College Cooks With Community-Supported Agriculture

College Cooks With Community-Supported Agriculture

a href="">Prescott College is serving up a new community supported agriculture program, the first college-run program of its kind in the Southwest, to feed students, faculty and staff during the school year. The Prescott College CSA, started and run by students, contracts with local farmers for “shares” of crops and distributes the produce each week to shareholders.

Prescott College, a small, private, liberal arts college with a strong emphasis on ecological literacy and experiential education, is the first college in the U.S. Southwest to initiate a CSA program. In addition, the program model, which is a bit different than traditional CSAs, is the first of its kind in the country at a college or university.

Professor Tim Crews of Prescott’s agroecology program, and director of Wolfberry Farm, the college’s 30-acre experimental farm, says his school’s CSA is unique due to its complexity.

“Most other CSAs contract with one farm and provide food only during the summer. We are contracting with multiple local growers, who farm at different elevations, to provide during the school year,” Crews said.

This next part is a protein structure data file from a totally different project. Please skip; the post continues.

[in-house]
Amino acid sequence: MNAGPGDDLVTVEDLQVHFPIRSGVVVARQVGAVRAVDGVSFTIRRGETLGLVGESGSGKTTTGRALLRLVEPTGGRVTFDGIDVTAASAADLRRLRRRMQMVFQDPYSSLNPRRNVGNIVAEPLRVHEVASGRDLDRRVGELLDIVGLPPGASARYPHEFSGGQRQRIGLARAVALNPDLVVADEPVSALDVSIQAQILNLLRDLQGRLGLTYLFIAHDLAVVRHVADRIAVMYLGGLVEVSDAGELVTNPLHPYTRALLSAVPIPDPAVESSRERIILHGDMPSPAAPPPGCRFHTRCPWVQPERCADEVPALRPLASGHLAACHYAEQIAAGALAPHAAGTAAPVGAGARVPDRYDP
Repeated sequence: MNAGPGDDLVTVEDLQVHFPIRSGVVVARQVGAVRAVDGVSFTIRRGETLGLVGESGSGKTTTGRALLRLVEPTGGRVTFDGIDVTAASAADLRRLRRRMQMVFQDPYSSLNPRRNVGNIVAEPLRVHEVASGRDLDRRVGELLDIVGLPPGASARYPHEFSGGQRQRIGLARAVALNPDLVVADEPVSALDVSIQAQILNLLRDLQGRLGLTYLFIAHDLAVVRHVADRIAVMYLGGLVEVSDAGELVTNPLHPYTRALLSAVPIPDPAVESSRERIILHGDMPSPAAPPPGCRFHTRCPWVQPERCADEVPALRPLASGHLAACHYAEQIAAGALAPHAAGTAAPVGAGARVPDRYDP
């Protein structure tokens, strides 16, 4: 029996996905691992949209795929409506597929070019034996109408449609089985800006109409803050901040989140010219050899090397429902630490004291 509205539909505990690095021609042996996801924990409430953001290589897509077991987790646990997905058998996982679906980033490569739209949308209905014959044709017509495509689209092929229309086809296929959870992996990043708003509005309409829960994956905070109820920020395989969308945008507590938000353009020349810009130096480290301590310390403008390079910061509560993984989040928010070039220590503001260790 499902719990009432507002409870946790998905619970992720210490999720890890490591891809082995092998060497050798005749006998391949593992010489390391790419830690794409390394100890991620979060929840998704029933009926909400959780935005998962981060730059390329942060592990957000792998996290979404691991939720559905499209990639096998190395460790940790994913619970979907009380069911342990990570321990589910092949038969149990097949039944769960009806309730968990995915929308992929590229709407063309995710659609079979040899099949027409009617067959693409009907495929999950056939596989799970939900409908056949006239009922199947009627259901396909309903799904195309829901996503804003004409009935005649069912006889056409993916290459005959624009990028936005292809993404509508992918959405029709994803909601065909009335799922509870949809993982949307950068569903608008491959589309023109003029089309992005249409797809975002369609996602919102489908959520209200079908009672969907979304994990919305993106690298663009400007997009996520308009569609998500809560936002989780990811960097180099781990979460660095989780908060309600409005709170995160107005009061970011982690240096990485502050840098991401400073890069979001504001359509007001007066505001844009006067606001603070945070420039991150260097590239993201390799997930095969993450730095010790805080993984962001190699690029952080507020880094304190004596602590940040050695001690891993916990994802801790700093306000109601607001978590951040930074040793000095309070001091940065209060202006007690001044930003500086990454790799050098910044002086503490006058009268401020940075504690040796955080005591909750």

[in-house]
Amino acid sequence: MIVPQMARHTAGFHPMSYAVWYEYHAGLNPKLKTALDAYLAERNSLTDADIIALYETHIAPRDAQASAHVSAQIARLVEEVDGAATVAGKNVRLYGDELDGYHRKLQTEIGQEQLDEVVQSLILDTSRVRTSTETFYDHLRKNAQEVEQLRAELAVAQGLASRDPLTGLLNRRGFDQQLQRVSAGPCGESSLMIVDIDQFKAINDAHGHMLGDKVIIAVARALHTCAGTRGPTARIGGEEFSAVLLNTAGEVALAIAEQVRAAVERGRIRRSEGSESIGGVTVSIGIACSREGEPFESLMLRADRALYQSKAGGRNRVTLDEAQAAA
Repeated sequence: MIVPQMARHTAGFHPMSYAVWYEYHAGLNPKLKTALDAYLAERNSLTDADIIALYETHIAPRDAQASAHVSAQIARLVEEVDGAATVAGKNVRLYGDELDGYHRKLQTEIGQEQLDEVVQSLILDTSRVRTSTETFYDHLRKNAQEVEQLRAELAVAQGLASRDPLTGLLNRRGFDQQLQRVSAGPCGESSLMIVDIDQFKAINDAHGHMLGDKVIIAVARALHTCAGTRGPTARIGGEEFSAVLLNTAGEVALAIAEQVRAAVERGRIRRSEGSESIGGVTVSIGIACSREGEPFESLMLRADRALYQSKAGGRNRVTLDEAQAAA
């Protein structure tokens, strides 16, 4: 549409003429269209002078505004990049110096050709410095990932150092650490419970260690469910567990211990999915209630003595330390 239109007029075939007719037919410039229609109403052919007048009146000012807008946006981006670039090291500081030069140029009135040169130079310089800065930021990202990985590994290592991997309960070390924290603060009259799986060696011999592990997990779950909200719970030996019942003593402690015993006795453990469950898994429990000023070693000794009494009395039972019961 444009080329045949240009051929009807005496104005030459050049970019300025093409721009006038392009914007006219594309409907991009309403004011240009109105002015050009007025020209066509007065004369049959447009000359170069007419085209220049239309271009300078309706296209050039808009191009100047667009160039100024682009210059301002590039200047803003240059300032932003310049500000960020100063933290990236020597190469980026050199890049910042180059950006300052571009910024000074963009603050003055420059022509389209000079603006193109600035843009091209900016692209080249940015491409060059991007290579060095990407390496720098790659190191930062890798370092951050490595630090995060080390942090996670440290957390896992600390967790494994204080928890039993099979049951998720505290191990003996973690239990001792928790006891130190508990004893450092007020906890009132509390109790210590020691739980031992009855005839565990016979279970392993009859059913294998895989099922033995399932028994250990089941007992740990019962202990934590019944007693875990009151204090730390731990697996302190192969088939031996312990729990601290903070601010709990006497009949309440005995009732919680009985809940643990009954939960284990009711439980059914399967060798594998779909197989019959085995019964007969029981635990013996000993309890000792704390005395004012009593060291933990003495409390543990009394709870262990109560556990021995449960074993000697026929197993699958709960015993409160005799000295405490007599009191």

Prescott College’s CSA has contracted with seven farms, including Wolfberry Farm, to feed a partial diet to 70 shareholders from September to May. Approximately half of the shareholders are students, with the other half faculty and staff.

According to Heather Houk, an agroecology major who started the CSA with other students, CSA is a guaranteed market for farmers.

“We buy food directly from the farmers, giving them a better and more predictable income and in turn give the shareholders more produce at a better price,” Houk said.

Shareholders paid $330 for a nine-month contract and receive about two grocery bags worth of produce each week. They also had the option to buy 25 pounds of range-fed beef for $60.

Environmental Advantages

In addition to keeping food dollars in the local community and creating economically stable farm operations, Crews said, CSAs also yield environmental advantages:

“This program allows us to take responsibility for the environmental impact of our foods. Buying food regionally reduces travel time, the use of fossil fuels and the need for packaging. It creates a partial nutrient cycle because compost can be collected and returned to the farms. Shareholders can influence a farmer’s environmental practices by paying them to grow produce organically and can visit the farms and see how the land is stewarded,” Crews said.

“Within three years we’d like to see full school support, with virtually everyone at the college a member and new students enrolled automatically as part of their tuition. We hope to add dairy and chicken products and provide the school with 50% to 75% of their diet,” Crews said.



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